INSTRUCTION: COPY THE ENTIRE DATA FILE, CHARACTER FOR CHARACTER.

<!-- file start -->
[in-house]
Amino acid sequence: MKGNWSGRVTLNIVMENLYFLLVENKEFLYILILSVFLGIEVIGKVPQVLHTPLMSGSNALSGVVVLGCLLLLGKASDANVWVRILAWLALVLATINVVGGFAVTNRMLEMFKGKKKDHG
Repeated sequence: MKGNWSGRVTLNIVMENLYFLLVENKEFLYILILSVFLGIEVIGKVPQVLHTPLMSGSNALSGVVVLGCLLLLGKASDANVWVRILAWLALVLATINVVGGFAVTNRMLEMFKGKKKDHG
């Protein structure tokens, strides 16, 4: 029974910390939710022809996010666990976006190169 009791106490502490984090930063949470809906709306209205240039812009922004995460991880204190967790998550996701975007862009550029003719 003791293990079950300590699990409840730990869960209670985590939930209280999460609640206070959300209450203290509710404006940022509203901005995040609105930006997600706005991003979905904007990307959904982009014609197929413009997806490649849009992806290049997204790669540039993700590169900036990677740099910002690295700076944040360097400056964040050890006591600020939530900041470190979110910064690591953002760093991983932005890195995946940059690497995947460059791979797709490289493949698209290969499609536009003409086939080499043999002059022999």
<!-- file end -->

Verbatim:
[in-house]
Amino acid sequence: MKGNWSGRVTLNIVMENLYFLLVENKEFLYILILSVFLGIEVIGKVPQVLHTPLMSGSNALSGVVVLGCLLLLGKASDANVWVRILAWLALVLATINVVGGFAVTNRMLEMFKGKKKDHG
Repeated sequence: MKGNWSGRVTLNIVMENLYFLLVENKEFLYILILSVFLGIEVIGKVPQVLHTPLMSGSNALSGVVVLGCLLLLGKASDANVWVRILAWLALVLATINVVGGFAVTNRMLEMFKGKKKDHG
């Protein structure tokens, strides 16, 4: 029974910390939710022809996010666990976006190169 009791106490502490984090930063949470809906709306209205240039812009922004995460991880204190967790998550996701975007862009550029003719 003791293990079950300590699990409840730990869960209670985590939930209280999460609640206070959300209450203290509710404006940022509203901005995040609105930006997600706005991003979905904007990307959904982009014609197929413009997806490649849009992806290049997204790669540039993700590169900036990677740099910002690295700076944040360097400056964040050890006591600020939530900041470190979110910064690591953002760093991983932005890195995946940059690497995947460059791979797709490289493949698209290969499609536009003409086939080499043999002059022999």